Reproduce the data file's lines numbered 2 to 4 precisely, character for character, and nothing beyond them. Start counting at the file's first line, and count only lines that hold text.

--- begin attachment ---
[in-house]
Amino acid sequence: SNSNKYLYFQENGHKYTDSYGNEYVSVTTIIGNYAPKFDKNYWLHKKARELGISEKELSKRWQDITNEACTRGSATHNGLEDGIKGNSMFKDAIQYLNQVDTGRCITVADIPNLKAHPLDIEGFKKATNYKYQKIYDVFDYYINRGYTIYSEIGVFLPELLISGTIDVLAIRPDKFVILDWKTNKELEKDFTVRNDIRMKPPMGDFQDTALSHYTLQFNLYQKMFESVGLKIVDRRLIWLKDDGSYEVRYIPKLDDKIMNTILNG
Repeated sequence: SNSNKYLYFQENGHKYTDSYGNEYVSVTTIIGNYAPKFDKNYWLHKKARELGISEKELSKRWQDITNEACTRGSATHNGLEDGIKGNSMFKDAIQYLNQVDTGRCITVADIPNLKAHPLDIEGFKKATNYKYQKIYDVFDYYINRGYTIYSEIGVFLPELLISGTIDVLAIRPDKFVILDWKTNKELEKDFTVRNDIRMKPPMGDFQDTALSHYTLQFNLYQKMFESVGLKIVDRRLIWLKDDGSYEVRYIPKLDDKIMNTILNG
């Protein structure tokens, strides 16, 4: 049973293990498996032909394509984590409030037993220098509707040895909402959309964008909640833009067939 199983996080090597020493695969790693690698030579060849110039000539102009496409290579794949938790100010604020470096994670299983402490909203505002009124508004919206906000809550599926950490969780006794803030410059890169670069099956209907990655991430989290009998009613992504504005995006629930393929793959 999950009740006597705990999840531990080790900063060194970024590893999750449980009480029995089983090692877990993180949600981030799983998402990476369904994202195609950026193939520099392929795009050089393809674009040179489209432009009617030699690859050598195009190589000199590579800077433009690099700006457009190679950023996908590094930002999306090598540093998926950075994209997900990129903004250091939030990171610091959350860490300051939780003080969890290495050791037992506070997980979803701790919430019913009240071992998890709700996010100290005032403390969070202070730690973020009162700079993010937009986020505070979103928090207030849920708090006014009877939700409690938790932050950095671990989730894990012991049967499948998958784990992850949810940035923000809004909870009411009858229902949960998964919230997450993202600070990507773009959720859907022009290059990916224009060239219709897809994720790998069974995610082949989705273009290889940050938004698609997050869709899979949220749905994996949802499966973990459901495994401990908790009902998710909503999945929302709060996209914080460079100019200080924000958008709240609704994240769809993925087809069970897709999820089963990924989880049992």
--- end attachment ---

Amino acid sequence: SNSNKYLYFQENGHKYTDSYGNEYVSVTTIIGNYAPKFDKNYWLHKKARELGISEKELSKRWQDITNEACTRGSATHNGLEDGIKGNSMFKDAIQYLNQVDTGRCITVADIPNLKAHPLDIEGFKKATNYKYQKIYDVFDYYINRGYTIYSEIGVFLPELLISGTIDVLAIRPDKFVILDWKTNKELEKDFTVRNDIRMKPPMGDFQDTALSHYTLQFNLYQKMFESVGLKIVDRRLIWLKDDGSYEVRYIPKLDDKIMNTILNG
Repeated sequence: SNSNKYLYFQENGHKYTDSYGNEYVSVTTIIGNYAPKFDKNYWLHKKARELGISEKELSKRWQDITNEACTRGSATHNGLEDGIKGNSMFKDAIQYLNQVDTGRCITVADIPNLKAHPLDIEGFKKATNYKYQKIYDVFDYYINRGYTIYSEIGVFLPELLISGTIDVLAIRPDKFVILDWKTNKELEKDFTVRNDIRMKPPMGDFQDTALSHYTLQFNLYQKMFESVGLKIVDRRLIWLKDDGSYEVRYIPKLDDKIMNTILNG
């Protein structure tokens, strides 16, 4: 049973293990498996032909394509984590409030037993220098509707040895909402959309964008909640833009067939 199983996080090597020493695969790693690698030579060849110039000539102009496409290579794949938790100010604020470096994670299983402490909203505002009124508004919206906000809550599926950490969780006794803030410059890169670069099956209907990655991430989290009998009613992504504005995006629930393929793959 999950009740006597705990999840531990080790900063060194970024590893999750449980009480029995089983090692877990993180949600981030799983998402990476369904994202195609950026193939520099392929795009050089393809674009040179489209432009009617030699690859050598195009190589000199590579800077433009690099700006457009190679950023996908590094930002999306090598540093998926950075994209997900990129903004250091939030990171610091959350860490300051939780003080969890290495050791037992506070997980979803701790919430019913009240071992998890709700996010100290005032403390969070202070730690973020009162700079993010937009986020505070979103928090207030849920708090006014009877939700409690938790932050950095671990989730894990012991049967499948998958784990992850949810940035923000809004909870009411009858229902949960998964919230997450993202600070990507773009959720859907022009290059990916224009060239219709897809994720790998069974995610082949989705273009290889940050938004698609997050869709899979949220749905994996949802499966973990459901495994401990908790009902998710909503999945929302709060996209914080460079100019200080924000958008709240609704994240769809993925087809069970897709999820089963990924989880049992």